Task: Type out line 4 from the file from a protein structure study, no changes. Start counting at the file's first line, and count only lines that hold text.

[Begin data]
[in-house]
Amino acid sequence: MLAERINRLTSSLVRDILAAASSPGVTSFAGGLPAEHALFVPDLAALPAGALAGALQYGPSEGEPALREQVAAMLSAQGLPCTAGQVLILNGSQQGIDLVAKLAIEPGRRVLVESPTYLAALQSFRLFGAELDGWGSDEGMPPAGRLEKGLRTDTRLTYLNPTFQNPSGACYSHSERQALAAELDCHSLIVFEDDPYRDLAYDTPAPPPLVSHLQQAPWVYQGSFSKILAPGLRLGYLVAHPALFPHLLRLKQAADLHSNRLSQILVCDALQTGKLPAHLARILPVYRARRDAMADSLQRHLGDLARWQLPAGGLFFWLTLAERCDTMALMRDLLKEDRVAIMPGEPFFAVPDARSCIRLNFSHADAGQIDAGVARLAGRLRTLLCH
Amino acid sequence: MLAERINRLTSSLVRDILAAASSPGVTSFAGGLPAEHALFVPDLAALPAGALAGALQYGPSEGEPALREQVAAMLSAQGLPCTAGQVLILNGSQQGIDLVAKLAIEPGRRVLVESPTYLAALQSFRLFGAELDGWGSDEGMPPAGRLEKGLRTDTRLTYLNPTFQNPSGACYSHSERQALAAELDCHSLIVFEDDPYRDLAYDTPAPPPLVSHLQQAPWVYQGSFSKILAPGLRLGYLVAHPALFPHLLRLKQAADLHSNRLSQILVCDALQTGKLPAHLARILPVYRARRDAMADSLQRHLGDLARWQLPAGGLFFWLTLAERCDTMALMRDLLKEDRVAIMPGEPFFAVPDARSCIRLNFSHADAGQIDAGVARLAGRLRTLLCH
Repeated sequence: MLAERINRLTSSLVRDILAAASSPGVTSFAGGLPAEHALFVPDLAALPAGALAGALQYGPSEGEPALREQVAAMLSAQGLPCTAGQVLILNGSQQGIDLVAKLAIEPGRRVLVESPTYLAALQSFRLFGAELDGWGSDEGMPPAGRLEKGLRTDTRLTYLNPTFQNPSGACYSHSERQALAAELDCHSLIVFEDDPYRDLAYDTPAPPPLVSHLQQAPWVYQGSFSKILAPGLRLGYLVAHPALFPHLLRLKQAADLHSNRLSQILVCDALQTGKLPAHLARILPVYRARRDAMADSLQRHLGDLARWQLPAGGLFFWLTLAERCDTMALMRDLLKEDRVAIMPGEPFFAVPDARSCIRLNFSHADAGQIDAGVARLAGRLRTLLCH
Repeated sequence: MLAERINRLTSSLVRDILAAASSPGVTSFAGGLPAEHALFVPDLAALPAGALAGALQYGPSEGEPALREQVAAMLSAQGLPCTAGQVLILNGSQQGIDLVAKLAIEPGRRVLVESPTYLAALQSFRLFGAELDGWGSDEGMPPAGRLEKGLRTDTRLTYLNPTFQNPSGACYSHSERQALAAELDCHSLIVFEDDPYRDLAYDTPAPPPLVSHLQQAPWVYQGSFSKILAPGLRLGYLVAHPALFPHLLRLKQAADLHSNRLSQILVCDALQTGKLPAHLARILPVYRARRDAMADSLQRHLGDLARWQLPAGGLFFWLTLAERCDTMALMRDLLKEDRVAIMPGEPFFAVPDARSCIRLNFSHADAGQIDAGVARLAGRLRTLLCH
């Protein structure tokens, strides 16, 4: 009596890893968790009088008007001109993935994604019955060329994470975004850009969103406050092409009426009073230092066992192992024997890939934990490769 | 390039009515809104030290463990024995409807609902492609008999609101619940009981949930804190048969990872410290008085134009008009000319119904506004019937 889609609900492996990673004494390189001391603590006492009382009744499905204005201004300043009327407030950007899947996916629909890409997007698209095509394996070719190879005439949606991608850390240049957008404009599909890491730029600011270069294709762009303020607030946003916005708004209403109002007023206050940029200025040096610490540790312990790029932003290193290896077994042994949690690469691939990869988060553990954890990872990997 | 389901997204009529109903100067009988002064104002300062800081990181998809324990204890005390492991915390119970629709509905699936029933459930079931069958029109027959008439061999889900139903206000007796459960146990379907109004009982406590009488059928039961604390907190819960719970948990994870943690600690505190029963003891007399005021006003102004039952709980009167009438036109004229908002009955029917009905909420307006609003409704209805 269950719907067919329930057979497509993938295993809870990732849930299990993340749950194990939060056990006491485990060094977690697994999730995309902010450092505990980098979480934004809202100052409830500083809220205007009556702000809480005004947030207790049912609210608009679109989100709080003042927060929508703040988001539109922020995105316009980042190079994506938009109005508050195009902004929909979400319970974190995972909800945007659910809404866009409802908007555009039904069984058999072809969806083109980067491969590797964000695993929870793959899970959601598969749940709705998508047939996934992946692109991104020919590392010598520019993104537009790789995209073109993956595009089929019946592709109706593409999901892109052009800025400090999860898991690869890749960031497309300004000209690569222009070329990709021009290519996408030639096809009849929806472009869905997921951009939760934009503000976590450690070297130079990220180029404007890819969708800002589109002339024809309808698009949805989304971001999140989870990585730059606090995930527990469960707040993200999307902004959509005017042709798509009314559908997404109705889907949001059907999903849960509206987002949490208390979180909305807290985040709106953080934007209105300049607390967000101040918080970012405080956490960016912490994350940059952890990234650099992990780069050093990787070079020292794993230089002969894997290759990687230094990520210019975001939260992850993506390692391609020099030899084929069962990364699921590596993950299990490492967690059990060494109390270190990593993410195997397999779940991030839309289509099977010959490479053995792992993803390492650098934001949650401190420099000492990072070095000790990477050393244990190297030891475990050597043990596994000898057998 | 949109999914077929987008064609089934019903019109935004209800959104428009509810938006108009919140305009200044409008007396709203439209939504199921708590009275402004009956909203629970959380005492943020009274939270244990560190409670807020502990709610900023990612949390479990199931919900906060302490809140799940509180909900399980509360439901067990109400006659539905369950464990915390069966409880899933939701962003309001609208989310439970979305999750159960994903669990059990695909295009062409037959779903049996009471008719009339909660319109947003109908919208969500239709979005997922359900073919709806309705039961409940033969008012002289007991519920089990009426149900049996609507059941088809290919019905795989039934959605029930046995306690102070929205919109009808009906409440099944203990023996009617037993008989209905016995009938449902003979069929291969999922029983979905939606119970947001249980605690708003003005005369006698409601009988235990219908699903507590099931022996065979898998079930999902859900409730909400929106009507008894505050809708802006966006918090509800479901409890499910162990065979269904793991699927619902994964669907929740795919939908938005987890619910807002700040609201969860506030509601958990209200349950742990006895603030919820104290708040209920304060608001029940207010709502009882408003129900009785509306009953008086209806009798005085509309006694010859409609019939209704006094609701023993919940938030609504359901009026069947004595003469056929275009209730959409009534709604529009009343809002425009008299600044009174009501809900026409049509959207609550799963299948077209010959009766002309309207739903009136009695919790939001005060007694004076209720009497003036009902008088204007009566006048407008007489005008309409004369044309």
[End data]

Repeated sequence: MLAERINRLTSSLVRDILAAASSPGVTSFAGGLPAEHALFVPDLAALPAGALAGALQYGPSEGEPALREQVAAMLSAQGLPCTAGQVLILNGSQQGIDLVAKLAIEPGRRVLVESPTYLAALQSFRLFGAELDGWGSDEGMPPAGRLEKGLRTDTRLTYLNPTFQNPSGACYSHSERQALAAELDCHSLIVFEDDPYRDLAYDTPAPPPLVSHLQQAPWVYQGSFSKILAPGLRLGYLVAHPALFPHLLRLKQAADLHSNRLSQILVCDALQTGKLPAHLARILPVYRARRDAMADSLQRHLGDLARWQLPAGGLFFWLTLAERCDTMALMRDLLKEDRVAIMPGEPFFAVPDARSCIRLNFSHADAGQIDAGVARLAGRLRTLLCH